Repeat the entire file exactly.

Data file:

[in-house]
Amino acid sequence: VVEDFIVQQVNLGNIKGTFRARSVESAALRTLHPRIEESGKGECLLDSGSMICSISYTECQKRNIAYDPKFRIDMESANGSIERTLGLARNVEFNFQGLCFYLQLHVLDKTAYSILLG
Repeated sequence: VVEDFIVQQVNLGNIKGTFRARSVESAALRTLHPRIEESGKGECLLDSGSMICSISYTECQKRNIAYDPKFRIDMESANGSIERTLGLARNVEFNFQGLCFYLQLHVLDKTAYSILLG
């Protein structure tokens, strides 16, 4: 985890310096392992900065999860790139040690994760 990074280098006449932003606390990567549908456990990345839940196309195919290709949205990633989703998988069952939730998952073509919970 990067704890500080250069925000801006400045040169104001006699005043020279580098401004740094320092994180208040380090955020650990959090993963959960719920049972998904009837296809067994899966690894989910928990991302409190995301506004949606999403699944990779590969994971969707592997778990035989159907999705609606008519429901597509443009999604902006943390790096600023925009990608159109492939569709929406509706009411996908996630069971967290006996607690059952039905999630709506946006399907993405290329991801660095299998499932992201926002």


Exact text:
[in-house]
Amino acid sequence: VVEDFIVQQVNLGNIKGTFRARSVESAALRTLHPRIEESGKGECLLDSGSMICSISYTECQKRNIAYDPKFRIDMESANGSIERTLGLARNVEFNFQGLCFYLQLHVLDKTAYSILLG
Repeated sequence: VVEDFIVQQVNLGNIKGTFRARSVESAALRTLHPRIEESGKGECLLDSGSMICSISYTECQKRNIAYDPKFRIDMESANGSIERTLGLARNVEFNFQGLCFYLQLHVLDKTAYSILLG
């Protein structure tokens, strides 16, 4: 985890310096392992900065999860790139040690994760 990074280098006449932003606390990567549908456990990345839940196309195919290709949205990633989703998988069952939730998952073509919970 990067704890500080250069925000801006400045040169104001006699005043020279580098401004740094320092994180208040380090955020650990959090993963959960719920049972998904009837296809067994899966690894989910928990991302409190995301506004949606999403699944990779590969994971969707592997778990035989159907999705609606008519429901597509443009999604902006943390790096600023925009990608159109492939569709929406509706009411996908996630069971967290006996607690059952039905999630709506946006399907993405290329991801660095299998499932992201926002």